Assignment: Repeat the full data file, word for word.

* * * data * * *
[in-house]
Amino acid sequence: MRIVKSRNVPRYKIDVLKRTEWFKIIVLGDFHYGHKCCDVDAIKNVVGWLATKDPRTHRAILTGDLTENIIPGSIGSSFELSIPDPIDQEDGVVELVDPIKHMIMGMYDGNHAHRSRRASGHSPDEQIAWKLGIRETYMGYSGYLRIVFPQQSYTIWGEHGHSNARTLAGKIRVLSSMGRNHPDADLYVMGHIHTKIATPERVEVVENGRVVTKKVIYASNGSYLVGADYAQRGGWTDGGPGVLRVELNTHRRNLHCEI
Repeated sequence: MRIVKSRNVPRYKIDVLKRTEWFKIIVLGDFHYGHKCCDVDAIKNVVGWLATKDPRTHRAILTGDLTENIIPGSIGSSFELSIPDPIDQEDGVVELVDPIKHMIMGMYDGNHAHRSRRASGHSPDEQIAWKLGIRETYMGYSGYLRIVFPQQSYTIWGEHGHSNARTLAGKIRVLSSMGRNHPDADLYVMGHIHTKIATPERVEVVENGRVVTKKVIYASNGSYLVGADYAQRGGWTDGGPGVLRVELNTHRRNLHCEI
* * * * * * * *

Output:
[in-house]
Amino acid sequence: MRIVKSRNVPRYKIDVLKRTEWFKIIVLGDFHYGHKCCDVDAIKNVVGWLATKDPRTHRAILTGDLTENIIPGSIGSSFELSIPDPIDQEDGVVELVDPIKHMIMGMYDGNHAHRSRRASGHSPDEQIAWKLGIRETYMGYSGYLRIVFPQQSYTIWGEHGHSNARTLAGKIRVLSSMGRNHPDADLYVMGHIHTKIATPERVEVVENGRVVTKKVIYASNGSYLVGADYAQRGGWTDGGPGVLRVELNTHRRNLHCEI
Repeated sequence: MRIVKSRNVPRYKIDVLKRTEWFKIIVLGDFHYGHKCCDVDAIKNVVGWLATKDPRTHRAILTGDLTENIIPGSIGSSFELSIPDPIDQEDGVVELVDPIKHMIMGMYDGNHAHRSRRASGHSPDEQIAWKLGIRETYMGYSGYLRIVFPQQSYTIWGEHGHSNARTLAGKIRVLSSMGRNHPDADLYVMGHIHTKIATPERVEVVENGRVVTKKVIYASNGSYLVGADYAQRGGWTDGGPGVLRVELNTHRRNLHCEI